TrekMovie.com caught up with Gummelt who explained how this all came about:

“I think when the rumors of the naming coincidence came out, Paramount saw my website and the passion I had for Star Trek and the idea of it returning to TV, and for my specific concept. I think they felt I would gladly jump at an opportunity to come in and pitch it… which, of course, I did! I’m not under any illusions about my chances (and I realize CBS has the rights to produce any new Star Trek TV series), but it’s a chance of a lifetime and I have nothing to lose. I have a great job and a great life, so why not take the chance?”

Star Trek - Enterprise

The creator also explained how he sees his idea, explaining that this isn’t a reboot, and in his mind, it wouldn’t have any ties to the original franchise or timeline, at least to begin with. Gummelt says:

“This concept has gone through a lot of different incarnations over the past 20 years since I first started working on it. But the way I look at it now is: it should, first and foremost, be a show that can stand on its own. It shouldn’t rely too heavily on any deep, intimate knowledge of every past Trek show and movie. It would be very tempting to put in all sorts of references and trivia that only fans like me would get. But for Trek to return to TV after so long, it needs to be reinvented for a new generation. Not a reboot, that’s already being done in the movies.

What I want for this series is for it to be the future – a Star Trek TV series that feels modern and feels futuristic relative to our current times. So, as I see it, “Star Trek Uncharted” is set sometime in the future, distant enough that it doesn’t really matter which universe it takes place in. It’s universe-agnostic. In my fantasy world where the series actually gets made, it would need to establish itself as its own show, with its own identity. Only once it’s accomplished that would it need to establish its place in the lore. In any case, I imagine it would be up to Paramount, CBS and Bad Robot to decide if they wanted to use it as a “shared universe” show along the lines of Agents of SHIELD.”

Gummelt changed the name of his project to Star Trek Uncharted after the rumored title for Star Trek 3 was said to be Star Trek Beyond. Thankfully the new title isn’t worse than the original name, so Gummelt lucked out there.

If you really want to dive into this whole pitch that Gummelt has for a new Star Trek TV series, it’s imperative that you check out the Star Trek Uncharted website. It’s crafted by a hardcore Star Trek fan, and it really seems to have the spirit of the kind of show Trekkies would like to see, and it offers something modern and new for audiences who may not be familiar with the deep, rich mythology of the iconic sci-fi franchise.

No matter what happens, I think it’s clear that Paramount and CBS need to figure out how to do a new Star Trek TV series sooner than later, because fans are hungry for more than the rebooted film franchise. Rumors were being kicked around back in March that CBS might make it happen, but we haven’t heard anything yet. Next year is the 50th anniversary of the original series, so that would be the perfect time to make an announcement. Stay tuned.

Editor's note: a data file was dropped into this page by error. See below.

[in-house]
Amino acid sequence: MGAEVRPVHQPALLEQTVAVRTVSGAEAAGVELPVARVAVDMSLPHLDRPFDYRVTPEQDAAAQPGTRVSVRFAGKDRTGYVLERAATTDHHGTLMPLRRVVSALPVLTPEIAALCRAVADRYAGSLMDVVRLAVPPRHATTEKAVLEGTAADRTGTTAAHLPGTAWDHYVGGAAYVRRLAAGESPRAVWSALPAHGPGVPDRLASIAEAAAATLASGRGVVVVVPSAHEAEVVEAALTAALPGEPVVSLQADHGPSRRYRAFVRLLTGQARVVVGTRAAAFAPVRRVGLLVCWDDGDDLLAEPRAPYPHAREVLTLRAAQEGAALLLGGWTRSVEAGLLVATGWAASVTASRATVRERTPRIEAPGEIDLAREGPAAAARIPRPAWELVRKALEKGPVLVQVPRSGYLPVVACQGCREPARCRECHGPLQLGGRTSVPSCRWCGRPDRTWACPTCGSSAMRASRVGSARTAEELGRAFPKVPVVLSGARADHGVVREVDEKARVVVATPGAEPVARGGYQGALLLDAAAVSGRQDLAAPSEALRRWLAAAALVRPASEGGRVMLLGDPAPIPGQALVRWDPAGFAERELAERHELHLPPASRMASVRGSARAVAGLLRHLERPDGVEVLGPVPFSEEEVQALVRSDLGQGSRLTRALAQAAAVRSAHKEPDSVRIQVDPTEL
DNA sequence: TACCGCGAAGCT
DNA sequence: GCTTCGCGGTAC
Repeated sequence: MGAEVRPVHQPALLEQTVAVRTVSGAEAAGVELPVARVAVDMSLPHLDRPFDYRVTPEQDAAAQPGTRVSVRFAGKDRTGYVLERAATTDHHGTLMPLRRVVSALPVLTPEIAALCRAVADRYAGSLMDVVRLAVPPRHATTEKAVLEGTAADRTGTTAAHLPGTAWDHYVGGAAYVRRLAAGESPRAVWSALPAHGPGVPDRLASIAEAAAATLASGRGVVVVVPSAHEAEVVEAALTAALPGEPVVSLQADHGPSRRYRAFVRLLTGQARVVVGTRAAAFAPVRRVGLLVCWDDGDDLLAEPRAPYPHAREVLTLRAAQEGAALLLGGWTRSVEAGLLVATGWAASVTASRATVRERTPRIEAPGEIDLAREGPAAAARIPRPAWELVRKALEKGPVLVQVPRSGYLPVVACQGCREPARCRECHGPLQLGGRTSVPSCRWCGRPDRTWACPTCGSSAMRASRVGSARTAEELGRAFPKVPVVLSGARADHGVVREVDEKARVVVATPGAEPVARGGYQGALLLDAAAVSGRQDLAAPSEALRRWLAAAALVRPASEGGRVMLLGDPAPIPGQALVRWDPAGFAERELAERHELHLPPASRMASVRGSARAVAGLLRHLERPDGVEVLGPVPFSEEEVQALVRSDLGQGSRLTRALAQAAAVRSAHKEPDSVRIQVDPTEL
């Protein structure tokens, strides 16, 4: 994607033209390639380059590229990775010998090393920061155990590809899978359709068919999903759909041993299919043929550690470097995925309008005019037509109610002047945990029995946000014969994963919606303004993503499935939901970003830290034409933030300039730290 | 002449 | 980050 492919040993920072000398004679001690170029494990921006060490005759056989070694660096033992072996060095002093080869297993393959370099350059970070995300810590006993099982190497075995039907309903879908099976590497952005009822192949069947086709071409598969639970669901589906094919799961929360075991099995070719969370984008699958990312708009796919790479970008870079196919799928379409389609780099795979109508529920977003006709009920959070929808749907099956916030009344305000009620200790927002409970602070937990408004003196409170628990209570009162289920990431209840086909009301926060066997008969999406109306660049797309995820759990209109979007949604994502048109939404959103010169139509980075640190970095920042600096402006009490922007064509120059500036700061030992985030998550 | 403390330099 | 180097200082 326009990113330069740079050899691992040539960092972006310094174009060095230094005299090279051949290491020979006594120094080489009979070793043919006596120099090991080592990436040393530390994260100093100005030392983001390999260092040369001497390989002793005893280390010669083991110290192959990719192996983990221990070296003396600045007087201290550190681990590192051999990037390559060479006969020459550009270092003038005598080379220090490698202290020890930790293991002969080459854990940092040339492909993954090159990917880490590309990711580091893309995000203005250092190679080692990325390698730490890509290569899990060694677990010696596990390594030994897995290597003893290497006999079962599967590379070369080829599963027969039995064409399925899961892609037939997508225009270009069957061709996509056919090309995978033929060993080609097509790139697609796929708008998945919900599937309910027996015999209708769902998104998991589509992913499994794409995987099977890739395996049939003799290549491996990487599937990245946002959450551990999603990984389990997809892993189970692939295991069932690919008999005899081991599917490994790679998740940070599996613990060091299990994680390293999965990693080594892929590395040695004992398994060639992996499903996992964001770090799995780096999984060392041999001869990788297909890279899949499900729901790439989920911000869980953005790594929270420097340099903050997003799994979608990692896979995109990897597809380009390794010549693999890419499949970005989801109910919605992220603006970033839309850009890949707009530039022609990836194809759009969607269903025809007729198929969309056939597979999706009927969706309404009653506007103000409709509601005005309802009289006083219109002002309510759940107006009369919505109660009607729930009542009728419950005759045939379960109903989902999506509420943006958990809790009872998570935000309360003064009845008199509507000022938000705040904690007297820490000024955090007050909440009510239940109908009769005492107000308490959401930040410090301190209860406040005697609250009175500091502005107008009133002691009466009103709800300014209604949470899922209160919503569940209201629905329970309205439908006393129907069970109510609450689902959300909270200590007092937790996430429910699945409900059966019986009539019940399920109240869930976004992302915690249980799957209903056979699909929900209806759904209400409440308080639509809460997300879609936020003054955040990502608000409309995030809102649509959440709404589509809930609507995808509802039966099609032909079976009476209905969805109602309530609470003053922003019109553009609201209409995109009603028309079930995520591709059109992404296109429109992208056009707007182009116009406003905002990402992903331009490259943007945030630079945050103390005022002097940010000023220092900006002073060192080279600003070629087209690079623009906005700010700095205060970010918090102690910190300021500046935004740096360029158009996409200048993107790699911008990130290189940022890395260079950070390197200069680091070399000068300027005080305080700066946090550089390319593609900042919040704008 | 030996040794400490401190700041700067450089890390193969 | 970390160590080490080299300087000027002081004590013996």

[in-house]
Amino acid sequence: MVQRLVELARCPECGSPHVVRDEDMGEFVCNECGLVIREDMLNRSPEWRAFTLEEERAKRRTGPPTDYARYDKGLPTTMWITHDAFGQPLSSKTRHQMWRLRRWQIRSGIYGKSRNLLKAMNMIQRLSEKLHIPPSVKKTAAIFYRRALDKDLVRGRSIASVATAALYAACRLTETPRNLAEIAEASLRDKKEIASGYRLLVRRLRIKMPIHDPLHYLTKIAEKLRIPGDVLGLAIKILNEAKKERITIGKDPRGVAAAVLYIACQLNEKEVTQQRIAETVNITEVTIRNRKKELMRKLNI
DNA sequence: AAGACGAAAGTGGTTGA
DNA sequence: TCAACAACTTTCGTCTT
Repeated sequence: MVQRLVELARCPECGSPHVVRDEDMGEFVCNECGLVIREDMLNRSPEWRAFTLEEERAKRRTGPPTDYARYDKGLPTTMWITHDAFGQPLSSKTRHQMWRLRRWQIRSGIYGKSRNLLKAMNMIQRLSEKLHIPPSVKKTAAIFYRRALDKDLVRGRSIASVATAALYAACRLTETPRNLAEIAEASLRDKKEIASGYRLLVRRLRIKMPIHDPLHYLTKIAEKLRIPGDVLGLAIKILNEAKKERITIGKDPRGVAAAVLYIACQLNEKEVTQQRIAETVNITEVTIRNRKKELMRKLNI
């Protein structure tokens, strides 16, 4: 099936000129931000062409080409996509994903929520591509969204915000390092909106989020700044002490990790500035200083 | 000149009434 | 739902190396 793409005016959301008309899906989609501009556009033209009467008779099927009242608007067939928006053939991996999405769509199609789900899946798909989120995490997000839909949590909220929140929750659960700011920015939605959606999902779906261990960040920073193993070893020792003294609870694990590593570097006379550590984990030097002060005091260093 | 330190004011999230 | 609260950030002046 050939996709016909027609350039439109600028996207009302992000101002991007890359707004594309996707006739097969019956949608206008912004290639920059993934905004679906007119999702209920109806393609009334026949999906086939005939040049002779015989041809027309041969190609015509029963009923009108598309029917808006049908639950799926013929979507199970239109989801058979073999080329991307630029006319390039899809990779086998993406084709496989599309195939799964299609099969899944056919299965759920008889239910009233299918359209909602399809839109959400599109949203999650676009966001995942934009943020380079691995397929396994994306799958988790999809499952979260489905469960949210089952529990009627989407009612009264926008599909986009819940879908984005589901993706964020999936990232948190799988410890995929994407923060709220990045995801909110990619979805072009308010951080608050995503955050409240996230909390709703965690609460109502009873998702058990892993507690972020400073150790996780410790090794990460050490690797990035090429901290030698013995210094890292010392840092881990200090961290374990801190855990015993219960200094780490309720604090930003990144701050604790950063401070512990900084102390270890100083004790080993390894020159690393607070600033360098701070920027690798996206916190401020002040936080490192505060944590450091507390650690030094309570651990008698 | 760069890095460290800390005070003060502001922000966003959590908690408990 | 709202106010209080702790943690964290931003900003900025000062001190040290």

Are you dying for a new Star Trek TV series? Would you like to see Star Trek Uncharted become a reality?

The post ‘Star Trek’ Fan Invited to Pitch ‘Star Trek Uncharted’ TV Series to Paramount appeared first on /Film.

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3318 days ago
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Apple hasn't convinced The Beatles to let you stream their music

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Consumers are about to learn a confusing lesson: Apple Music and the vast iTunes Music Store catalog are not equal. Later this month, you'll be able to start paying Apple $9.99 per month for on-demand streaming access to over 30 million songs. Apple refers to this as the "Apple Music library." The Apple Music library is very different from the iTunes store. And that's a critical distinction; what you're not getting is an all-you-can-eat listening feast that pulls in everything iTunes has to offer. If that were the case, that 30 million figure would balloon to an enormous figure. So the iTunes store and regular old music purchases remain a significant piece of the puzzle. Apple describes it as "the heart" of everything, because without iTunes, this catalog would look awfully similar to...

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3330 days ago
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No, your Apple Watch heart rate sensor is meant to do that

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Apple Watch heart rate sensorApple has quietly explained the change in Apple Watch heart rate measurement, a timing tweak that had left some fitness-focused wearers confused. Whereas the optical heart rate sensor - the glowing green light that tracks blood movement through the skin - had previously pinged on at a regular schedule, keen-eyed Watch owners had spotted potentially lengthy gaps between readings. Contrary … Continue reading
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3330 days ago